Relative Infectivity of Borrelia Burgdorferi in Lewis Rats by Various Routes of Inoculation

Kathleen D. MoodySection of Comparative Medicine, Yale University School of Medicine, New Haven, Connecticut

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Stephen W. BartholdSection of Comparative Medicine, Yale University School of Medicine, New Haven, Connecticut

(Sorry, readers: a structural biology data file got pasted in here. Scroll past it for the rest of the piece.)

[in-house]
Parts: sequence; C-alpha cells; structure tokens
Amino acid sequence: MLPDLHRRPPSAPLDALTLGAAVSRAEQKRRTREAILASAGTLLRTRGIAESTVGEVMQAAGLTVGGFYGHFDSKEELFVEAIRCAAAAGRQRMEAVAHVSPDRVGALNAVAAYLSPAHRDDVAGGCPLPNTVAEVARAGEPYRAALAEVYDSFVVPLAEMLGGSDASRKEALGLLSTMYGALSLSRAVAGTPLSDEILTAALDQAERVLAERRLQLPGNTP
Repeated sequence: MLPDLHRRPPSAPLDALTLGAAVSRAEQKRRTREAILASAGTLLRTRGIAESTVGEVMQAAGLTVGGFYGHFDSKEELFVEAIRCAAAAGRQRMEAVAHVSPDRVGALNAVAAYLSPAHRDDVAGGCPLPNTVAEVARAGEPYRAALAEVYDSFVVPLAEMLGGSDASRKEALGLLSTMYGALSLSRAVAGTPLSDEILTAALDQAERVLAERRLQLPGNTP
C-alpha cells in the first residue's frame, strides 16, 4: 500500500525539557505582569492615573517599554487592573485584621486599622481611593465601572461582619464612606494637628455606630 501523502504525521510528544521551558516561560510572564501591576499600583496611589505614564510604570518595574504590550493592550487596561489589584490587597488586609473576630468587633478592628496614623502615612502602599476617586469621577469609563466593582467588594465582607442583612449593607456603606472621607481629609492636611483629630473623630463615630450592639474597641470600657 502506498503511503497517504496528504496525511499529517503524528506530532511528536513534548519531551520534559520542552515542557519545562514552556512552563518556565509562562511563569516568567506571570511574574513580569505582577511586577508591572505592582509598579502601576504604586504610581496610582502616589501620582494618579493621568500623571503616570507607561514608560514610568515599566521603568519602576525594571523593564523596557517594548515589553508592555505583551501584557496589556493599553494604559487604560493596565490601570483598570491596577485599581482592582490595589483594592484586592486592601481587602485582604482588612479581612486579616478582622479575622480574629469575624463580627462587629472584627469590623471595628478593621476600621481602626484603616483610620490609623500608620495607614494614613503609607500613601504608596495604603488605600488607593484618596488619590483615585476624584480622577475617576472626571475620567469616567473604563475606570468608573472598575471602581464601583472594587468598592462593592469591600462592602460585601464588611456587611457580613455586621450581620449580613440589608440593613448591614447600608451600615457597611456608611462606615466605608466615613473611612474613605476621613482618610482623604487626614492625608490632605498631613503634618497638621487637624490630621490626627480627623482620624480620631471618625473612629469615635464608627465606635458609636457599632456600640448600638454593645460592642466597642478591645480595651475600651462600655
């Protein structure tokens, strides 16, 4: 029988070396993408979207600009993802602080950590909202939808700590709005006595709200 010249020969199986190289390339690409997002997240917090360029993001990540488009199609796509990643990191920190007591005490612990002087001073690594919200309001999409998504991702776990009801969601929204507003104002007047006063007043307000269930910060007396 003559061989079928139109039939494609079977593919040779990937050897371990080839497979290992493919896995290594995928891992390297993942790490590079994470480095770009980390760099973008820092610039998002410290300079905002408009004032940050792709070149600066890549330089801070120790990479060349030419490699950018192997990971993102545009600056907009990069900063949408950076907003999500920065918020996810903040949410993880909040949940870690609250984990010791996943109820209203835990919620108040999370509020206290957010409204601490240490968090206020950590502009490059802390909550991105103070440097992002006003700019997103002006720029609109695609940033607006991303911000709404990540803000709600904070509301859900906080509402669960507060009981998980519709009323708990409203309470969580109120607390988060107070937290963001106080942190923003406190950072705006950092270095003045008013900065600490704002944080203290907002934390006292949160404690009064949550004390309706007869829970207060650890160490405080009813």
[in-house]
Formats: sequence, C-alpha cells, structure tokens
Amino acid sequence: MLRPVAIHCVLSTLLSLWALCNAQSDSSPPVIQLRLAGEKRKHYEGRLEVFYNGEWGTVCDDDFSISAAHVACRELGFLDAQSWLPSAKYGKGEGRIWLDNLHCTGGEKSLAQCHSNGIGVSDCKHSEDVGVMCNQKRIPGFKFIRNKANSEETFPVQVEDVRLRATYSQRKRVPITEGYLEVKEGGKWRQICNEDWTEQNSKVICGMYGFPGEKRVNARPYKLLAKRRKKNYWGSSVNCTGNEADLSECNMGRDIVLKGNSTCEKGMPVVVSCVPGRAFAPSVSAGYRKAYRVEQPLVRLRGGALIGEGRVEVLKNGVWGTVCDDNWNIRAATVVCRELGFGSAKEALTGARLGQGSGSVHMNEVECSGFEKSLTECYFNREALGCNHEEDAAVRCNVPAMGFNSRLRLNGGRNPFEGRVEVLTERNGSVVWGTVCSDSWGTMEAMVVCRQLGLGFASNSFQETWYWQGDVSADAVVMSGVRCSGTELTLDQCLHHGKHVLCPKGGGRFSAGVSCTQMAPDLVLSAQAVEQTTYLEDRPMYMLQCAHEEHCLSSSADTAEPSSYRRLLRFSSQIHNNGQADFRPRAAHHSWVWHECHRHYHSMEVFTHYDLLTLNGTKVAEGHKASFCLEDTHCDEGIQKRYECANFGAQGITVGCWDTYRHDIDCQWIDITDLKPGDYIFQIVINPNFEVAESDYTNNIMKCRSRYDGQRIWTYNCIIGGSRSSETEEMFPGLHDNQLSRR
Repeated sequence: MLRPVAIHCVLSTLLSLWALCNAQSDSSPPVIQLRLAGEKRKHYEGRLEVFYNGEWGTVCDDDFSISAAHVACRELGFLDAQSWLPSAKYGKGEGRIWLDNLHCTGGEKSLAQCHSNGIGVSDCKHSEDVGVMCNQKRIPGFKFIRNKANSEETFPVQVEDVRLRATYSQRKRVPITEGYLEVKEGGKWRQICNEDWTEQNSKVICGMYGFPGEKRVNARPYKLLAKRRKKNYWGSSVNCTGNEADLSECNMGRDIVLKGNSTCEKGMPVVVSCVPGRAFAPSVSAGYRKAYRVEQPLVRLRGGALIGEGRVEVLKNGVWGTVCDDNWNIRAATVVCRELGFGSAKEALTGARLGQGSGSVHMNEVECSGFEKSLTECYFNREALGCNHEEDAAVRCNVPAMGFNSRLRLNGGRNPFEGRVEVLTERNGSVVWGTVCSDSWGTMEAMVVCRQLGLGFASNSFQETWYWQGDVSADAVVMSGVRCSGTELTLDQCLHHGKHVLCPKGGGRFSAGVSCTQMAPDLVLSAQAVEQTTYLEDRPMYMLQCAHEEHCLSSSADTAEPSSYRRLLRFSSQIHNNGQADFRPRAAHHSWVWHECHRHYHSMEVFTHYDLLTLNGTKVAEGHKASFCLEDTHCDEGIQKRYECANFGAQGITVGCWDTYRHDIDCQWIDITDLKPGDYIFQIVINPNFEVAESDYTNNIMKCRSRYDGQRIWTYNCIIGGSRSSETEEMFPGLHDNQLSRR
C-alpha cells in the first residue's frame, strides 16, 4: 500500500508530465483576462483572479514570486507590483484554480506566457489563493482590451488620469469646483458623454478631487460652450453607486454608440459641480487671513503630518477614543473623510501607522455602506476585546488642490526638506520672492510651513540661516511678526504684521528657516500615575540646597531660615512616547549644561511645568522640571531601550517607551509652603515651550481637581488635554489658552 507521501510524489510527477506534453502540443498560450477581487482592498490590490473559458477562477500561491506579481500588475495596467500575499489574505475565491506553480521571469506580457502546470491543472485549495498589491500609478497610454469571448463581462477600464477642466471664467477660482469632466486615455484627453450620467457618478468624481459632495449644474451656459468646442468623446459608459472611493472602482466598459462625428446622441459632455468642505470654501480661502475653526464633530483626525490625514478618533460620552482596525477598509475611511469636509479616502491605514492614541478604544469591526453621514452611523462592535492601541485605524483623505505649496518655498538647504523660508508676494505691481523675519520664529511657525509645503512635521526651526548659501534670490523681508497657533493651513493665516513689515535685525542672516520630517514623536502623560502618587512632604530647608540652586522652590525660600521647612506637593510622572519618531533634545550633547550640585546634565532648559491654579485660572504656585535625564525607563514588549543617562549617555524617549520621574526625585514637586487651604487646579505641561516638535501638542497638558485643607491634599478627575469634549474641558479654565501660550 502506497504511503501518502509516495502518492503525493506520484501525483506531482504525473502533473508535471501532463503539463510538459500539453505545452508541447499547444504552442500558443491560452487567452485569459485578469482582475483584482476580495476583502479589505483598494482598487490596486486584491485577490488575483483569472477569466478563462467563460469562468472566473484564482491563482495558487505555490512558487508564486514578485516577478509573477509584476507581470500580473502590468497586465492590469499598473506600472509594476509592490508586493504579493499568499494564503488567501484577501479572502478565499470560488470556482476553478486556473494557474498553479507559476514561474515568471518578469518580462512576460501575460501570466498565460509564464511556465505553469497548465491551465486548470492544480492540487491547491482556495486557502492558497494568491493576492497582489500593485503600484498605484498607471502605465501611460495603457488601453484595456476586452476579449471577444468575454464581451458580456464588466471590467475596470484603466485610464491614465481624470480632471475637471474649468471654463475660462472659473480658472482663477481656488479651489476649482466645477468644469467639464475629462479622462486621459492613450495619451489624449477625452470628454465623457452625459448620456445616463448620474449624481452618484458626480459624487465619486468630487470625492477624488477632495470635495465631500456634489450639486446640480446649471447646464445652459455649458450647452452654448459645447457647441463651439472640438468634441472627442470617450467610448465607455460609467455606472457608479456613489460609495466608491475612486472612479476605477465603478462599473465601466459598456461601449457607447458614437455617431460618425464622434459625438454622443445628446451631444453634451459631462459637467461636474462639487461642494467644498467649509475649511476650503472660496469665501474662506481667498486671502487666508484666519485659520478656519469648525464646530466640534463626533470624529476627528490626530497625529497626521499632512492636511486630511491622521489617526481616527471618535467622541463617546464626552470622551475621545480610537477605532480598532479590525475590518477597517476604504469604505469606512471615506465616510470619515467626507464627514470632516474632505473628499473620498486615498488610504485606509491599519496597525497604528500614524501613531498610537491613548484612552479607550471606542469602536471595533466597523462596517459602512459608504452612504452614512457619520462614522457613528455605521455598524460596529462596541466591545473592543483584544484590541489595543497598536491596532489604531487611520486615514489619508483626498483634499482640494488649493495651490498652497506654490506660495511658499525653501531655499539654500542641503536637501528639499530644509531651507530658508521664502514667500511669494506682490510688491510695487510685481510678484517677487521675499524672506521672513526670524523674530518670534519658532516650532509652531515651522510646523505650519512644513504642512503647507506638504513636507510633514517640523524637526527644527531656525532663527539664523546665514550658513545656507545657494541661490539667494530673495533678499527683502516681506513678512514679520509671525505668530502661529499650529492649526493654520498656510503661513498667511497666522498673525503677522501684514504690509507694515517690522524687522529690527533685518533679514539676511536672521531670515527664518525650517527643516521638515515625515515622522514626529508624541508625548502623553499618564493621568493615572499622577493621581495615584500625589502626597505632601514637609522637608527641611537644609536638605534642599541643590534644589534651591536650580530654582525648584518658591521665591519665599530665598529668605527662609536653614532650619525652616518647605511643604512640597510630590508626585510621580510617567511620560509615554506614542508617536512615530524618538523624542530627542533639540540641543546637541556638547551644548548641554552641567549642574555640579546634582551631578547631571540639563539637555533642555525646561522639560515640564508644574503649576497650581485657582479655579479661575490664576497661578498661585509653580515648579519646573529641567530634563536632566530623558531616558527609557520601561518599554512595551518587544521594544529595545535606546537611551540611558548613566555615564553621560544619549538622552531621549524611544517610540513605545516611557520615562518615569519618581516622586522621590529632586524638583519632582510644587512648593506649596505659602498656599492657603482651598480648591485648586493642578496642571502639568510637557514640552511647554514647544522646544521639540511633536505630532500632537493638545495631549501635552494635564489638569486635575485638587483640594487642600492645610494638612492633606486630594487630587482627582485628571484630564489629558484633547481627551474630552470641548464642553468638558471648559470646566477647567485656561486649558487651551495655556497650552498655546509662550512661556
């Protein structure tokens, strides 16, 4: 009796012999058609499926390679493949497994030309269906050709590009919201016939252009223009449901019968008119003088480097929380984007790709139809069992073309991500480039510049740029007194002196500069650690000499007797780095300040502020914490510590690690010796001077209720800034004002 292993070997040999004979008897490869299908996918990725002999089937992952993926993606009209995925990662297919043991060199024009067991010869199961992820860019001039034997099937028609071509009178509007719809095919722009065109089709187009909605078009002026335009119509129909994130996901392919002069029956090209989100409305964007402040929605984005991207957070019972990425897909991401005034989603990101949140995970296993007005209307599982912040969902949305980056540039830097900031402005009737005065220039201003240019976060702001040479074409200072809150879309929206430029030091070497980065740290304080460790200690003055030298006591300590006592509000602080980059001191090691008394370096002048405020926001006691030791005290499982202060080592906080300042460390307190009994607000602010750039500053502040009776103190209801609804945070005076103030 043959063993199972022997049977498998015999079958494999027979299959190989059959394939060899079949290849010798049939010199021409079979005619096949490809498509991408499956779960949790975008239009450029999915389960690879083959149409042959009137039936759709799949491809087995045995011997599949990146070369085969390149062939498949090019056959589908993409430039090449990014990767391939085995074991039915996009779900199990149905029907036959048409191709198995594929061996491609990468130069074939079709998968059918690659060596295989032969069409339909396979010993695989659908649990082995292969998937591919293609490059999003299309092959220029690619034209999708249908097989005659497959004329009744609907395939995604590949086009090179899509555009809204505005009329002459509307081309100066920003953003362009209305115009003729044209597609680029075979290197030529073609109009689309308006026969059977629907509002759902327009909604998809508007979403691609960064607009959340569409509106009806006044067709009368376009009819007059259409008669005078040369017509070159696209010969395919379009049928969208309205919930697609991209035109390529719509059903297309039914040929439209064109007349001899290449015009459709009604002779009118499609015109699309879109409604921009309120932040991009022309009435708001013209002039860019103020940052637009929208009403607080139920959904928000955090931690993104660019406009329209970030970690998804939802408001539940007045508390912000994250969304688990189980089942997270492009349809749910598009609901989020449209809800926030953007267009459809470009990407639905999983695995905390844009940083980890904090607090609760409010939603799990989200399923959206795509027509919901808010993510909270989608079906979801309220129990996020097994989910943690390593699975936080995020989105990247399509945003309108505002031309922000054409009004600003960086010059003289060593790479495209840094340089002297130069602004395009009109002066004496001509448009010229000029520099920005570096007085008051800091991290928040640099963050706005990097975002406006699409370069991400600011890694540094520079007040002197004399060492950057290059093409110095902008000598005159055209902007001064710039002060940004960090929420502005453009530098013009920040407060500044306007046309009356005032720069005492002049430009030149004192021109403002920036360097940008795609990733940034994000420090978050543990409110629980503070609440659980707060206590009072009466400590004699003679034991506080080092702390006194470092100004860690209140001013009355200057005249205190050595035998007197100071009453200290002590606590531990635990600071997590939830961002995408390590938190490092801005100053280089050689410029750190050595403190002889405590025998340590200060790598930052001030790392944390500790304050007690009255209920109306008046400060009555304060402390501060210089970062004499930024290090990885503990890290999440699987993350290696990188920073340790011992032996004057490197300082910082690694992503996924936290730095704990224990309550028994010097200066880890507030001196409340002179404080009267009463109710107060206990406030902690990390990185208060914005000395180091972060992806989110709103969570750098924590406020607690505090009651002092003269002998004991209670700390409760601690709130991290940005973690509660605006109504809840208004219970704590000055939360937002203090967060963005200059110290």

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Various routes of Borrelia burgdorferi infection were studied in laboratory rats. Three-week-old Lewis rats were inoculated either intradermally (i.d.), intraperitoneally (i.p.), or oronasally (o.n.) with serial 10-fold dilutions of B. burgdorferi. Thirty days later, groups of rats were killed and serology, splenic culture, and histology were used to evaluate infection. Rats were successfully infected i.d. with 102–4 organisms or i.p. with 104–5 organisms. Neither three-day-old nor three-week-old rats were successfully infected o.n. with up to 106 organisms. For contact transmission, three-day-old or three-week-old inoculated rats were housed with unexposed littermates for 30 days. Inoculated rats became infected but contact rats remained free of infection. To study in utero transmission, five pregnant female Lewis rats were inoculated i.p. with 106 spirochetes at four days gestation. Although adult females seroconverted or had positive splenic cultures at 20 days gestation, the placentas and fetuses were uniformly culture-negative. Venereal transmission from seven infected females or six infected males to uninfected rats of the opposite sex was not demonstrated.

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